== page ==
a national convention at Indianapolis to devise
means for protecting European immigrants, and
was a member of the committee which laid the
matter before Congress. He was a member of
the Committee on Finance to make preliminary
arrangements for the Philadelphia Exposition of
1876. He was active in promoting the adoption
of Chicago's park system, and was appointed a
member of the West Chicago Park Commission
in 1869, and was once re-appointed. He was
one of the first promoters of direct trade between
Chicago and Europe, and for many years his let-
ters-of-credit were readily cashed throughout the
civilized world.

In 1855 Mr. Greenebaum was married, in New
York, to Miss Emily Hyman, whose birthplace
is not far from that of her husband. Having been
trained in the same manner and under the same
customs, they have been happily united all these
years in aim and thought, and are warmly wel-
comed in general, as well as Jewish, society.
Mrs. Greenebaum sympathizes wholly with her
husband's benevolent disposition, and does her
part in aiding him. For twenty-two years she
has been the representative of the Jewish people
in the directory of the Home for the Friendless,
and has fulfilled her duties in perfect accord with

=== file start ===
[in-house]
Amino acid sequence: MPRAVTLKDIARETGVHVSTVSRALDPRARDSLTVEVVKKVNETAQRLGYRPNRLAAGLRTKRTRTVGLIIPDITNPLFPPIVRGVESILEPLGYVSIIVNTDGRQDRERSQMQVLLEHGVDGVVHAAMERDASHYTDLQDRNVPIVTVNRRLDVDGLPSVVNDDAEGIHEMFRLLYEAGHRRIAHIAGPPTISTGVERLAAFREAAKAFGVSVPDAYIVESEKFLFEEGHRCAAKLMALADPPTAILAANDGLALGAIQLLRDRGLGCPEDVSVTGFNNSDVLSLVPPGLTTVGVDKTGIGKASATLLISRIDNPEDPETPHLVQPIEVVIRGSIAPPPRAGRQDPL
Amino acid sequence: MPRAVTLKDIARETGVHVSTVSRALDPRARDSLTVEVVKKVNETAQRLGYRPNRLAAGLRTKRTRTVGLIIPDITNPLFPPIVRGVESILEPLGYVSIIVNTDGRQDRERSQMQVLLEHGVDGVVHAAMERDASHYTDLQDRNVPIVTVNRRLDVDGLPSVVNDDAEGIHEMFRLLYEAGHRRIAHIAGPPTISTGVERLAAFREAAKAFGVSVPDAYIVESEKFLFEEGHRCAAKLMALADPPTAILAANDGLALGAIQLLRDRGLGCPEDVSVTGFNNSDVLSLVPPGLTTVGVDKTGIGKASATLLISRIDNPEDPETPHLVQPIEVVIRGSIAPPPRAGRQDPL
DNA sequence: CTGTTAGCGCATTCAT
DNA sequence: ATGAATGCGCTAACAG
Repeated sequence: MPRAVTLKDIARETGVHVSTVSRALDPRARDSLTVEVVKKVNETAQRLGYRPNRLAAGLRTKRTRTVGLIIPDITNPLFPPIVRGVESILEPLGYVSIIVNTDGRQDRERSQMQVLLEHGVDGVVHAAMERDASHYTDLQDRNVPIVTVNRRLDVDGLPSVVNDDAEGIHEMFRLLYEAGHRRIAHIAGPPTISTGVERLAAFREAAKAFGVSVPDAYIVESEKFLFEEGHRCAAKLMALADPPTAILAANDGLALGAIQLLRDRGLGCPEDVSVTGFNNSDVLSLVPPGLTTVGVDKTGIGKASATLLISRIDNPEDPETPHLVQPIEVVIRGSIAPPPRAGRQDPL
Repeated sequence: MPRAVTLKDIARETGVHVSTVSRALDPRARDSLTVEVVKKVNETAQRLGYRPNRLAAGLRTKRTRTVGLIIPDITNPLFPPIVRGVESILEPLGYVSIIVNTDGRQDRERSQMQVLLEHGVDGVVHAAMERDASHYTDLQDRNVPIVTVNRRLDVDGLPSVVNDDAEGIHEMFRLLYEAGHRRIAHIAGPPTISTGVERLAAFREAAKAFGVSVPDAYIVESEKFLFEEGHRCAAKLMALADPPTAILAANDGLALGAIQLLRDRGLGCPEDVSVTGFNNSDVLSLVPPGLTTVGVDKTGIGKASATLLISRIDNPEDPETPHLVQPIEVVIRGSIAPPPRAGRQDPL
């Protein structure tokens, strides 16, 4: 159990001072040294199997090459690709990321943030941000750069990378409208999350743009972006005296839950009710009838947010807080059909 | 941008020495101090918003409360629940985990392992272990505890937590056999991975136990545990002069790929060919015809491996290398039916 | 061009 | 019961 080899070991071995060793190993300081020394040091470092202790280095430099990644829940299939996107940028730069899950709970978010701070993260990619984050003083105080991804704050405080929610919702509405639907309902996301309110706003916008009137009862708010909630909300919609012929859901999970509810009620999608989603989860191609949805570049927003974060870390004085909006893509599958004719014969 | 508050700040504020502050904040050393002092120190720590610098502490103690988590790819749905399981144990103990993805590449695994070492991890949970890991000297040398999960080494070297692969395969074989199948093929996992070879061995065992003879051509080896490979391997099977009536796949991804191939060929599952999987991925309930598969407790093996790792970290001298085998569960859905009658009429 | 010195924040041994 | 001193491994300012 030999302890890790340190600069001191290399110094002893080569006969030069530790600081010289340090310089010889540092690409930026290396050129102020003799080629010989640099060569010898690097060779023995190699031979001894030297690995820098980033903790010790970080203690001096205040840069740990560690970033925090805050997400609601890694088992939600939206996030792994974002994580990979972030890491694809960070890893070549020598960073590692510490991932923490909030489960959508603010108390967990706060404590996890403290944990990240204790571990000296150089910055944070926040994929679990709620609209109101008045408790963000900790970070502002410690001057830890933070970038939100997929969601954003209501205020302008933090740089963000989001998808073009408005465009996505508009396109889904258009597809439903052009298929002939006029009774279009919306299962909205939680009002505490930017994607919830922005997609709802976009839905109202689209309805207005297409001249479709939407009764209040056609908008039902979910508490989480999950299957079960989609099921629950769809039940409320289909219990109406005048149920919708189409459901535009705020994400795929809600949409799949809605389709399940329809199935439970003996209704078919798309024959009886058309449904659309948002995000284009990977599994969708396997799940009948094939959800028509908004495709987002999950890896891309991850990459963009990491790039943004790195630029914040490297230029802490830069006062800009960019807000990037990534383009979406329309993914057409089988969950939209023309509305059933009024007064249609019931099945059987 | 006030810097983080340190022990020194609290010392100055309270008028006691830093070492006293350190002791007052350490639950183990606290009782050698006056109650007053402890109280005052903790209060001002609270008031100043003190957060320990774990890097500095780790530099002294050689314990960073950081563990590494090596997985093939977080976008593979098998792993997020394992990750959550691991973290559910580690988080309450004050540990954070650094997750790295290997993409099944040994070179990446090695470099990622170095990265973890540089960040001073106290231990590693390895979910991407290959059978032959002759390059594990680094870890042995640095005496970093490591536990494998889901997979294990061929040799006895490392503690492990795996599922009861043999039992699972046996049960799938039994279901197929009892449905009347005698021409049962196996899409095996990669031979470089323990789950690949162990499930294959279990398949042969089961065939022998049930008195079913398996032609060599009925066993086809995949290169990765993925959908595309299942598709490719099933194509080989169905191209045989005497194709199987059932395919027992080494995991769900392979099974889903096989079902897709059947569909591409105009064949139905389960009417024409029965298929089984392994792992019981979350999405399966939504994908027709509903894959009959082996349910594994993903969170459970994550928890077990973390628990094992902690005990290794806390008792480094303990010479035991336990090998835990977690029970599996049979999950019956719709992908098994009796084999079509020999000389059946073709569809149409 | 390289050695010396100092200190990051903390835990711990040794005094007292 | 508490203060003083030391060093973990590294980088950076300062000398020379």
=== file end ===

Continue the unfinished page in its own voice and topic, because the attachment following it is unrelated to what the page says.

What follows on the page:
her associates. The only child of this couple,
born August 24, 1856, was named George Wash-
ington, and died on the day which completed his
first year of life. Several orphaned children of
relatives have been reared by Mr. and Mrs.
Greenebaum with the same loving care which
their own would have received had he been
spared to them.

Though still influenced much by his early Ger-
man training, Mr. Greenebaum is a true Ameri-


can, loyal through and through. He is a student
of literature and modern languages, of which he
speaks half a dozen, and is much interested in
music. He has contributed liberally to the mu-
sical culture of Chicago, and to providing a home
for musical art. He is a firm believer in the
power of woman in the ethical development of the
world, and approves of every effort to remove her
trammels and make her the equal of man in lib-
erties and power, as she is in talent.

Mr. Greenebaum is a resident Manager at Chi-

cago of the Equitable Life Assurance Society of
the United States, and has been connected with
the company since the spring ot 1882. His ster-
ling character and business activity have secured
for him a large business from the best element of
Chicago, and won for him a deserved respect and
confidence on the part of the general officers of the
society. Although in his sixty-third year, he is
a special favorite of the young people, to whom he
is sympathetic and congenial as an associate. He
is an optimist, and always pleasant and agreeable.


. D. S. SMITH, M. D., late President of
LX the Hahnemann Medical College of Chicago,
[& was born in Camden, New Jersey, April 28,
1816. His father, Isaac Smith, was born in Salem
County, of that state. His mother's family name
was Wheaton, a family of Welsh extraction.
The sturdy, manly principles which mark the